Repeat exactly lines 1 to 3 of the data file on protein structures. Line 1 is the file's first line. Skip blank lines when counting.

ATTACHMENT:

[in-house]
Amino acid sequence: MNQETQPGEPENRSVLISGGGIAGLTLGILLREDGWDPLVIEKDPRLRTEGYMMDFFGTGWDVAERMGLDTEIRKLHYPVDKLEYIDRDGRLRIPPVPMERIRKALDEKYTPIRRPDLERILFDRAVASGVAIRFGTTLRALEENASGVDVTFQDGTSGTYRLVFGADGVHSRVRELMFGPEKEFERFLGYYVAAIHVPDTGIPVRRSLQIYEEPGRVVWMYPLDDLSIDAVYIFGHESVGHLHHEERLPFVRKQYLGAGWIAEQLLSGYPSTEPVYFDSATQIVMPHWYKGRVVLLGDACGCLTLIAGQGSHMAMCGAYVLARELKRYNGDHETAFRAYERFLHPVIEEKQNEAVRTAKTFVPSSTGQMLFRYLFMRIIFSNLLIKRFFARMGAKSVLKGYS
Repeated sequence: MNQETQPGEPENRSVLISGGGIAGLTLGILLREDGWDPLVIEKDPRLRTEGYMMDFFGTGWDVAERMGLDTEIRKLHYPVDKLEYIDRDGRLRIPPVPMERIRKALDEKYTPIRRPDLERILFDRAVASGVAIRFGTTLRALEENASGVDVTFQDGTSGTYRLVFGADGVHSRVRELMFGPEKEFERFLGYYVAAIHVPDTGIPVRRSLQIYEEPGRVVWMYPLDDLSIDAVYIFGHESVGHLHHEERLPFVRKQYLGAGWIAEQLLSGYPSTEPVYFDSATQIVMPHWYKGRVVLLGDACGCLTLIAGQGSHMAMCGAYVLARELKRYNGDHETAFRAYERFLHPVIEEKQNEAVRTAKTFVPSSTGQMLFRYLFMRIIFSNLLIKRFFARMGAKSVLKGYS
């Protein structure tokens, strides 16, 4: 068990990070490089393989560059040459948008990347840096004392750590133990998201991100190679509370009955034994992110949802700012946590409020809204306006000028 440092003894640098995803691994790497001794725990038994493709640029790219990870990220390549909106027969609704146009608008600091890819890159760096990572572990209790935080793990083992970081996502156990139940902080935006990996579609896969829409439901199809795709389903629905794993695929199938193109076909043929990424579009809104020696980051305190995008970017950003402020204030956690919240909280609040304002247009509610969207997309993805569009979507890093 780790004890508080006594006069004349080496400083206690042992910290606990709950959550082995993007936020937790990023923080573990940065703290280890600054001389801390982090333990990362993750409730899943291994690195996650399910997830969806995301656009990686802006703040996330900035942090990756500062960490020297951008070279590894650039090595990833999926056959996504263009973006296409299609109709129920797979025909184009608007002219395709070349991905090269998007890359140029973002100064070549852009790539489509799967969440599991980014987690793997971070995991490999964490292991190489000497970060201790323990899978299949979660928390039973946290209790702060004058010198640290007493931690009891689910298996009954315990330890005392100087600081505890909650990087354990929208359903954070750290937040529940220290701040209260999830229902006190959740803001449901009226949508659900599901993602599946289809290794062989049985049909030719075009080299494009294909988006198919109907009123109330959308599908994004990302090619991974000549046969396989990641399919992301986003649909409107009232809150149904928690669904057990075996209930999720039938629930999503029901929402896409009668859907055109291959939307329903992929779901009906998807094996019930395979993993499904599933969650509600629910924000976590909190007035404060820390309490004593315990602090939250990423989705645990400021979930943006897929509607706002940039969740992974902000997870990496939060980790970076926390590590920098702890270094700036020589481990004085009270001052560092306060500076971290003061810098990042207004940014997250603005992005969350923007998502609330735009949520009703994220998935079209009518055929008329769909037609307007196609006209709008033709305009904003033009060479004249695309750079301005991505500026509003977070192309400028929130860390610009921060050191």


[in-house]
Amino acid sequence: MNQETQPGEPENRSVLISGGGIAGLTLGILLREDGWDPLVIEKDPRLRTEGYMMDFFGTGWDVAERMGLDTEIRKLHYPVDKLEYIDRDGRLRIPPVPMERIRKALDEKYTPIRRPDLERILFDRAVASGVAIRFGTTLRALEENASGVDVTFQDGTSGTYRLVFGADGVHSRVRELMFGPEKEFERFLGYYVAAIHVPDTGIPVRRSLQIYEEPGRVVWMYPLDDLSIDAVYIFGHESVGHLHHEERLPFVRKQYLGAGWIAEQLLSGYPSTEPVYFDSATQIVMPHWYKGRVVLLGDACGCLTLIAGQGSHMAMCGAYVLARELKRYNGDHETAFRAYERFLHPVIEEKQNEAVRTAKTFVPSSTGQMLFRYLFMRIIFSNLLIKRFFARMGAKSVLKGYS
Repeated sequence: MNQETQPGEPENRSVLISGGGIAGLTLGILLREDGWDPLVIEKDPRLRTEGYMMDFFGTGWDVAERMGLDTEIRKLHYPVDKLEYIDRDGRLRIPPVPMERIRKALDEKYTPIRRPDLERILFDRAVASGVAIRFGTTLRALEENASGVDVTFQDGTSGTYRLVFGADGVHSRVRELMFGPEKEFERFLGYYVAAIHVPDTGIPVRRSLQIYEEPGRVVWMYPLDDLSIDAVYIFGHESVGHLHHEERLPFVRKQYLGAGWIAEQLLSGYPSTEPVYFDSATQIVMPHWYKGRVVLLGDACGCLTLIAGQGSHMAMCGAYVLARELKRYNGDHETAFRAYERFLHPVIEEKQNEAVRTAKTFVPSSTGQMLFRYLFMRIIFSNLLIKRFFARMGAKSVLKGYS